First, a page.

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The East Hampton Star. (East Hampton, N.Y.) 1885-current, October 29, 1909, Image 1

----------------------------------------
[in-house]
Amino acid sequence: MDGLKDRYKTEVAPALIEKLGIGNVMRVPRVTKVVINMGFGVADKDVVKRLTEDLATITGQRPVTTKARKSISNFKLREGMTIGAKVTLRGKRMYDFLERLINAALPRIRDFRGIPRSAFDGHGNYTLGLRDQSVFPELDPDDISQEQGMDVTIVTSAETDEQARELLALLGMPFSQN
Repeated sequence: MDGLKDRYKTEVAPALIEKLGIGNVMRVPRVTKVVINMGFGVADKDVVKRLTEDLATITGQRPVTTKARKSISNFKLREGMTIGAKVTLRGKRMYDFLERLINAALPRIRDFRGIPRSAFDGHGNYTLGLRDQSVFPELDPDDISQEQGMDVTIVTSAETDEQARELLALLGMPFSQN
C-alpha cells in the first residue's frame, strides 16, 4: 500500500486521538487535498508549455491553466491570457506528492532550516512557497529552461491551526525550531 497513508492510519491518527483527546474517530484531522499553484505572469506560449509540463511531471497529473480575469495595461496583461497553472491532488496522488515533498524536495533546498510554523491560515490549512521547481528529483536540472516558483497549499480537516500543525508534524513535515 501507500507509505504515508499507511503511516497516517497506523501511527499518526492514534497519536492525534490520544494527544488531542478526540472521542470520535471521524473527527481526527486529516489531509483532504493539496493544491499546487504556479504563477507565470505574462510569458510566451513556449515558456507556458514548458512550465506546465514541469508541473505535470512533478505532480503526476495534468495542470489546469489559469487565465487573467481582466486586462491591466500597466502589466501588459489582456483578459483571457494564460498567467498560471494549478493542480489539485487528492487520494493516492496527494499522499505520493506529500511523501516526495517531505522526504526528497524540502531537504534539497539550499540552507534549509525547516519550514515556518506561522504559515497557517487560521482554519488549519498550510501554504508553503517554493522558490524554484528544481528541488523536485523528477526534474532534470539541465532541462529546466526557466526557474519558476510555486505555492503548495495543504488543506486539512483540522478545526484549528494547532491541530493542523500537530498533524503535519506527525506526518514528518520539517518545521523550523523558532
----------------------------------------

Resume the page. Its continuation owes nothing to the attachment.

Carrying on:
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STAR VO L XXIV. EAST HAMPTON, N. Y., OCTOBER 29, 1909 NO. 48 Pastor Installed Rev. Norris W. Harkness Made Pastor of First Presby­ terian Church. Happiness, harm o n y and good feeling seemed to be the key note th a t rang thronghout the ceremony of installing Rev. N o rris W illiam H a rkness as pas­ tor of the Presbyterian church, on W ednesday evening. The big edifice was filled to the doors, for the most part with members of the church, and and after an organ prelude by Miss Grace P. Dayton the exercises were opened by Rev. Thomas Coyle, M oderator of the Long Island Presby­ tery, who made the invocation. The sermon of the evening was delivered by the Rev. George J . Russell, pastor of the Southam pton Presbyterian church. Rev. Mr. Russell said it made him extrem ely happy to extend greet­ ing from the oldest church to the second oldest church on Long Island, not only because of the relationship existing be­ tween the two churches but because of his personal feeling tow ard the new pastor, Mr. H arkness. Following the sermon Rev. Thomas Coyle, m o d erator of the Presbytery, read the resolution of the Session of the church upon the resignation of Rev. J. D. Stokes, D. D.. as pastar, and stated the action of the Presbytery approving the action of the church in accepting Dr. Stokes' resignation and m aking him Pastor Em e ritus, and read the resolu­ tion of the Presbytery. Rev. Mr. Coyle then proposed the constitutional q ’.es- tions, pastor and people responding while standing, after which be pro­ nounced Rev. N o rris W illiam H arkness to be regularly installed and constituted pastor of the church. The charge to the pastor was given by Rev. W illiam T. Edds, pastor of the Sag H a rbor Presbyterian church. The speaker began his charge by referring to the glorious history of the Presbyterian church of East Hampton and the suc­ cessful m inistry of the retiring pastor, Dr. Stokes. He said there bad been no installation of a pastor i«i the church since May 21, 1867. and he wondered if anyone could tell who deliveied the charge to the pastor at that time. Ad­ dressing the new pastor he said it should give great pleasure to engage in the work of such an historic church. It was a c h u rch that since 1650 had made a business of the church. \‘Strive to make your m inistry happy” said the speaker, urging him to study happiness and to keep a happy heart. He said there wqs danger of the m inister drift­ ing away from the common man. He advised being interested in the work and pleasures of the common people. Concluding the speaker said “ May God help you to rem ain true to your minis­ try, and go forth assured of this: ‘Lo, I am with you alw a y s.’ and your minis­ try will be as glorious as the m inistrys of those who have gone before you.” The charge to the people was deliver­ ed by Rev. J. D. Stokes in his usual happy vein. Dr. Stokes’ rem arks and adm onitions were of deep interest to the people because they knew he w asspeak- ing from experience. He said that many tim es the people did not under­ stand the m inister: that a great deal de­ pends upon the people being attentive and interested in the services. He said all the eloquence could be taken out of a sermon by a p a thy and indifference and especially by snoring. Dr. Stokes urged the people to have esteem for their m inister, to respect him, to yield obedience and to listen to instruction or else bis work would be in vain He further asked the people to pray for the m inister and to provide for him, not to criticise him; and to guard bis good nam e and bis position in the commu ity. He admonished the people not to expect too much of Mr. H arkness—a great sermon every Sunday—and to “ rem em b er th a t the serm on may not ways be of interest to you but it may be to a great m any others.” “ Tell him sometimes that you enjoy his sermons; d o n 't feed him on carrion; tell him things that a re good.’' Dr. Stokes urg ed regular a ttendance upon the services, and particularly urged that Mr. H ark ness be allowed to do his work in bis own way and he would then do it suc­ cessfully. T u rning to Mr. H arkness Dr. Stokes said, “ I welcome you as my p astor, a n d I will say it is a case of love at first sight, and m ay it last.” Rev. Mr. Coyle, in concluding the service, stated th a t m any m ight think th a t Rev. Mr. H a rkness had not had a fair chance to answ e r back during the ceremony, and assured ths people th a t Mr. H a rkness would give his reply in his sermons on Sunday next and urged all to go a n d hear them. The service closed with the singing of the doxology, and the benediction by the pastor. N early everyone in the audience w ent forw a rd, i a response to invitation, and shook hands w ith the new pastor. The New Pastor. Rev. N o rris W illiam H arkness came to East H am p ton, in response to a call from the F ir s t Presbyterian church to become its pastor, after having been pastor of the Second Presbyterian church, of T renton, N. J., nearly eight years. The sixth child of M a rtha Linton and N o rris W o rrell H arkness, he was born in Philadelphia, A u g u st 17, 1874. On his father’s side he is descended from Thomas H arkness, of Derbyshire, prom ­ inent among the Scottish Covenanters The Pastor Emeritus. Rev. John D. Stokes, D. D., the Pas­ tor Em e ritus, was called to the pastor­ ate of the church February 28, 1867, and was ordained and installed on the 21st of M ay following. He was gradu­ ated a t W ashington college, P a ., 1864, and at Princeton Theological Sem inary in 1867. Dr. Stokes closes his pastorate after forty-tw o years of service, there having been but three pastorates long­ er th a n his since the founding of the church. ltEV. NORRIS WILLIAM HARKNESS of the seventeenth century. His m o th­ er, M artha Linton, was of Anglo Saxon origin, through W illiam Linton. Scotch- Irisb farm e r of County Derry, Ireland. H e r grandfather, John Linton, came to this c o u n try prior to the Revolution, en listed for th a t conflict in the Second Virginia Regim e n t, and rose from the ranks to the position of lieutenant, when, in 1780, he was transferred to the F ir s t V irginia Dragoons with the same rank. His son, M artha Linton’s father, also took part in the war of 1812, returning im m ediately thereafter to Philadelphia. Mr. H arkness passed his boyhood in Philadelphia, getting his preparatory education at the P rotestant Episcopal Academy, and was graduated in 1892. He took his college course in Princeton, class of 1896; and his theological train ­ ing for the m iuistry at Princeton Semi­ nary, class of 1900. A fter a year of special study he was asked by the Sec­ ond Presbyterian church of Trenton, to come to them for the sum mer. The church, then situated at Union & Fall streets, was struggling for exist­ ence, in spite of the influx of Hebrews and other foreign speaking persons, and the consequent removal of large num ­ bers of the congregation. A fter three m o n ths’ work the Rev, Mr. H arkness was called to the pastorate and accept­ ed, with the understanding that a re­ moval to a more c entral location should be madb as soon as possible. In May he had .been licensed to preach by the Presbytery of Philadelphia, be­ ing a member of the old F ir s t Church, W ashington Square. Dr, George D. Baber was pastor of that church. On the first Sunday of November the Rev. Mr. H arkness began bis official work and was o rdained to the Presby­ terian m inistry. He was installed as pastor of the Second Church November 13. 1901, by the Presbytery of New Brunswick. The only other work the Rev. Mr. Harkness has had was as a mission worker among the m o u n taineers of the South in the sum m e r of 1899. In January, 1902, he m arried Miss A n na A y lett R u st, of G am b ler. O They have one child, N o rris W o rrell Harkness, 2d. Former Ministers. Following is a list of the m inisters of the church from 1650 to the present tim e: Thomas Jam es, Jr., 1650-1696 N a thaniel H u n tting, 1695-1746. Samuel Buell, D. D., 1746-1798 Lyman Beecher, D. D., 1799-1810. Ebenezer Phillips, 1811-1830. Joseph D. Condit, 1830-1835. Samuel R. Ely, D. D., 1836-1846. Alexander B. Bullions, D. D.; 1846- 1848. Samuel H u n tting, 1848-1849. Enoch C. W ines, D. D., L. L. D., 1850-1853. Stephen L. Mershon, 1854-1866. John D. Stokes, D. D., 1867-1909. Some History of the Church. The following historical facts relating to the early days of the Presbyterian church of E a st H am p ton, are taken from “ An historical Serm o n ,” delivered by Rev. John D. Stokes in 1887: “ T he Rev. Thomas Jam e s arrived on this, the field of his lifelong labors, some time in the year 1650, the exact date is not known, but in 1651, on April 22, an extension of tim e was given him to make his log fence, showing that he m u st have been on the field some time previous, and also that m inisters were no better at log-rolling at that early date tban they are now. On A u g u st 23, 1651. ■ it was ordained th a t Mr. Jam e s was to have £45 for his work in the m inistry for that ensuing year, and £50 for the future; his lands to lie rate- free during his standing in office.’ By common consent his grist was to be ground first, and a share in all the whales cast upon the beach was also given to him. In the next year. 1652, they erected their first bouse of wor­ ship—tw e n ty by tw enty six feet—cover­ ed with rough boards and a roof of thatch. Here we have the humble be­ ginning of the church in East Hampton, which has continued its existence unin­ terruptedly for two hundred and thirty- seven years. Its form of governm ent at the first was probably Simple and congregational. The civil governm ent of the place was held w ithin itself for nine years,after which they incorporat­ ed themselves with the rem o ter colony of Connecticut, consisting of H a rtford, W indsor and W ethersfield, instead of the colony of New Haven, whose con stitution excluded all who were not members of the church from the privi leges of electors. H ere was statesm an­ ship, breadth and liberality W hen Long Island was annexed to the Duke of Y o rk’s governm ent, they were much displeased, and made strenuous efforts to be restored to Connecticut, and were only reconciled to the change after a long struggle in 1683, by the accorded privilege of a representative in the a s­ sembly. The babe of the Republic was being rocked in its cradle. “ The governm ent of the church was solely within itself , for though the gen­ eral court (now the town meetings) fix ed the salary of the m inister, and pro vided for its paym ent, it never claimed nor exercised any authority in church governm e n t or m a tters of conscience. It continued congregational or inde pendent in its governm ent until the for­ m ation of the Suffolk Presbytery in 1747, and since th a t time it has been Presbyterian. It was one of the orig­ inal churches uniting to form the Suf­ folk Presbytery. The history of this church has been one of alm o st unbroken prosperity. It has passed through try ­ ing scenes, but w ithin itself there has always, for the most part, been har mony and peace. * * * * “ The c h u rch felt sorely the sad and blighting influences of the revolution­ ary struggle, for your ancestors were brave and patriotic, every individual to a m a n voting for and signing the con­ tinental a rticles of association—one of the proudest records in their early his- tjry , and perhaps w ithout a parrallel in any other town of the country—not­ w ithstanding their exposure to peril and insult; for this end of the island was occupied by British troops, who of­ ten caused needless fear and suffering. They seized upon their c a ttle and har- i and im pressed them into various K’nds of service w ithout any w a rrant or sufficient rem u n e ration, and subjected tb; .n often to violence, robbery, insult, -i and oppression. This com m unity n common w ith others, felt the baneful influence of the war and the wave of French infidelity that sw ept over the whole country im m ediately after, but not. perhaps, to the extent to which one of our modern historians paints it, since half dozen infidels, or men who im ­ agine they are such, can make more noise and gain more notoriety in such a village, by their very singularity as well as loud m o uthed manners, than a whole com m u n ity of orderly and con­ sistent believers. It was. no doubt, a dark period in the history of the church; * a tim e when iniquity abound­ ed, and the love of many waxed cold.” * * * * “ This church has always been on the alert, in the use of every suitable agen­ cy. for the advancem ent of C h rist's Kingdom And though some looked with suspicion on the effort, yet sixty-, three years ago, in 1824, its children and youth were organized into a Sab­ bath School, by the Rev. Jam e s M. H u n tting, tbeu principal of Clinton Academy, and a lineal descendant of a former pastor. The school has had a continuous and flourishing existence frt ra th a t day to the present, and has been the fountain whence have issued ‘ stream s to make glad the city of o u r God.” There are many scenes and in­ cidents germ ain to the history of this Church, that would be interesting to recall, but tim e forbids, and we m ust confine ourselves to its story alone. • The first movement in this direction was in 1651. On November 17, 1651, c r d n r d and agreed vpon by vs the Inhabitants, th a t there shal be a rneet- inge house built. 26 foote longe, 20 foote broade, and 8 foote stoode.’ It was built of rough-hewn boards, and was covered w ith a thatched roof. It was no doubt ample in size, for the small com m unity. It was enlarged in 1673, and was again enlarged in 1698, show­ ing th a t the Church was then a felt and growing power and influence, and th a t they loved the gates of Zion. I t was situated near the center of the old graveyard, a little to the north of the spot where they laid to rest its first echo of the tread of five generations along its aisles, it was sold for a pit­ tance and taken down. The present chaste, spacious and imposing edifice was built in 1860, largely through the influence of the Rev. S. L. Mershon, and is one of the largest and handsom ­ est churches on the island, w ith a su­ perb town clock in its tow er to record the flight of time. W h a t a contrast, between the first humble structure with its roof of straw , and the chaste and elegant appointm ents of to-day; the rough-hew n sides w ith the tinted walls; the hard bench w ith the upholsted cushion; the tiny windows w ith the stained and figured glass of to-dav. B u t all honor to a godly ancestry, for it is w h a t they were, that has given us such a goodly heritage. The commodi­ ous and indispensable lecture room, a distinct building, is not to be passed by unnoticed. It is th ir ty by forty feet, and seats an audience of about one hun­ dred and eighty, Above it swings the same bell, and rings the hour, that, rocked by the heaving of the billows, rang the requiem of the ill-fated crew of the John Milton, wrecked upon our shores. Railroad Farming. Long Island Railroad Shows Prac­ tical Results From Experi­ mental Farms. Railroad farm ing received the stam p of approval this year in New York when the two experim e n tal farm s operated by the Long Island Railroad Company received tw enty-four first, tw e n ty-three second, and six third prizes at the Riv- erhead F a ir, The American In s titu te of New York City and the H u n tington H o rticultural and A g ricultural Society E x h ibit. The e xhibits shown this year evidenced the fact th a t Long Island farm e rs are adopting modern scientific practices which, until the Long Island Railroad established its experim ent s t a ­ tions, had never been used on E a st Long Island. A t the Riverhead F a ir it developed that, through the efforts of the Long Island Railroad E x p e rim ental stations in exploiting the agricultural possibili­ ties of Long Island, hundreds of settlers had moved to that section. Some had come from Connecticut and M assachu­ setts, others from V erm o n t, M aryland, REV JOHN D. STOKES, D. D. pastor, the Rev. Thomas Jam es. He was thus buried under the very shadow of the little sanctuary th a t he had so often hallowed with prayer. “ In 1717 it became necessary to build a new church, at which tim e one of the handsom est and most spacious church edifices on the island was erected on east side of the street, directly opposite Clinton Academy. It was forty-five by eighty feet, and built in the then pre­ vailing style of architecture, w ith a high pulpit, and over it a large sound­ ing board, side and rear galleries, and box seats (at one time double galleries, taken down in 1797), two wide side aisles, two large front doors, w ith vesti bule. Its fram e was of ten inch w h ite oak beams, and its covering of cedar shingle, and hand-w rought nails. Its window fram es, four inches thick, and six inches breadth, were of red cedar. It had a lofty spire, and was furnished w ith a clock in 1734 and a bell. This building rem a ined very much as it was built, for more than a hundred years. In 1823 it was remodeled, and chang ed into a som ewhat more modern style It stood for nearly a hundred and sixty years, and probably would have stood for a century more, for its sills and beams were perfectly sound wnen taken down. Five generations had thronged its aisles, and worshipped round its altars. Doubtless time had given it an antiquated look, which awakened a de­ sire for som ething new, and forgetful of its historic associations, and deaf to the Lawyer’s Valuable Dog. The following good story is told by the Sea Side Times, of Southam pton. “ There is a law y er in town who has a large healthy dog with an unim paired appetite. A few days ago this dog w ent into one of the butcher shops and, when no one was looking, picked up a leg of lam b and ran off with it. “ A fter a few moments the leg of lamb was missed and the shop attend- ents w ent out into the street and there saw the big dog finishing the juicy m o r­ sel which he seemed to enjoy im mense­ ly. “ The proprietor of the m a rket went over to the law y e r’s office and said that he had come for some legal advice and as soon as the law y er was at leisure be stated his case w ithout mentioning any names and closed w ith the question ‘ W h a t can I do about it.” “ ‘ W h y you can make the owner of the dog pay for it,’ said the lawyer. “ ‘All right then.’ said the butcher, ‘it was your dog that took the m eat and I w a n t three dollars and seventy-five cents for th a t leg of lam b ’ “ W ithout a m o m ent's hesitation the law y e r drew out his purse and counted out three dollars and seventy five cents which he handed to the butcher who thanked him and turned to go. “ ‘Hold on a m inute,’ said the lawyer. ‘ w h at did you come in here fo r ? ’ “ ‘I came to g e t some legal advice.’ “ ‘And did you get it ?’ “ ‘Yes.’ “ ‘Well then I w a n t five dollars for my professional services.’ “ The butcher hesitated for a moment but saw the point and handed five dol­ lars to the law y er and w e n t back to his shop. “ The big dog had a good meal and his m a ster is $1.25 to the good while according to our best reckoning the butcher is out one leg of lam b and $1.25 cash by the transaction.” Delaware, New Jersey, Pennsylvania, A rkansas, Texas, Nebraska. Oregon. California. Ohio, Illinois and V irginia. The exhibits at the C o u n ty F n ir r tm Long Island this year gave evidence of the very results for which the railroad has been working. B e tter seeds are be­ ing used, new crops are grown, better methods of cultivation have been adopted, an increased acreage is plant­ ed every year, and a much greater pro­ duction is being secured. The Cranberry Crop. The eastern Long Island cranberry crop is now being gathered. The indi­ cations a re for a good yield again this year, rath e r better than last. S. H. W oodhull & Son. who own the largest marsh directly in Riverhead, have 37 acres in bearing and expect to gather about 6,000 crates. George W. Davis, of Manor, has the largest eastern Long Island marsh. He will pick from prac­ tically 40 acres, and will likely harvest upw a rd of 6,400 crates The Potato Situation in Maine. The potatoes around this section are pretty much all dug and m any have stored w h a t they could in their barns and potato houses. Only a few are now being hauled to the station on account of the uncertainty of the rot question. The buyers have somewhere between 35.000 and 40.000 barrels stored at the station, and are now racking the pota­ toes in the bins first filled. It is thought th a t fully a fourth of the stock in these bins will have to be throw n out many not being fit even for starch. The buyer paid in the neighborhood of a dol­ lar a barrel and m u st sell the starch quality for 40 cents. His only way now is, if the cold w eather checks the rot a t this stage the price on the rem aining part will perhaps make up in part for those throw n away. The m a rket at present on Aroostook potatoes is practically dead, bu t the shippers look for a change for the bet­ ter soon. A b o u t 75 carloads of the tubers have been shipped from this station this sea­ son, most of them in the early part of the digging .—Ashland Gazette. On Monday the factory of the Bay Shore L e a ther Goods Company com­ menced operation. About forty people are now employed, but it is expected th a t eventually the factory will give employment to one hundred or more. Traveling bags, tronks and leather nov­ elties of all kinds will be m a n u factured Pensioned by Railroad Co. P a trick Farrell, one of the oldest em­ ployees of the Long Island Railroad, who for forty-five years has been active­ ly engaged on the railroad as section man and boss, was pensioned last week by the railroad company at a monthly salary of $25 during the rem a inder of his life. Farrell was first engaged on the road in 1864, and in 1874 was made forem an, which position he has contin­ uously hel ‘. N early all of his employ­ m ent has been in the vicinity of H em p­ stead, G arded City and Valley Stream . D u ring his entire forty-five years of em ploym ent he has never once been reprim a n d e d for neglect of duty, but on the contrary has received m any prizes for excellent work. I {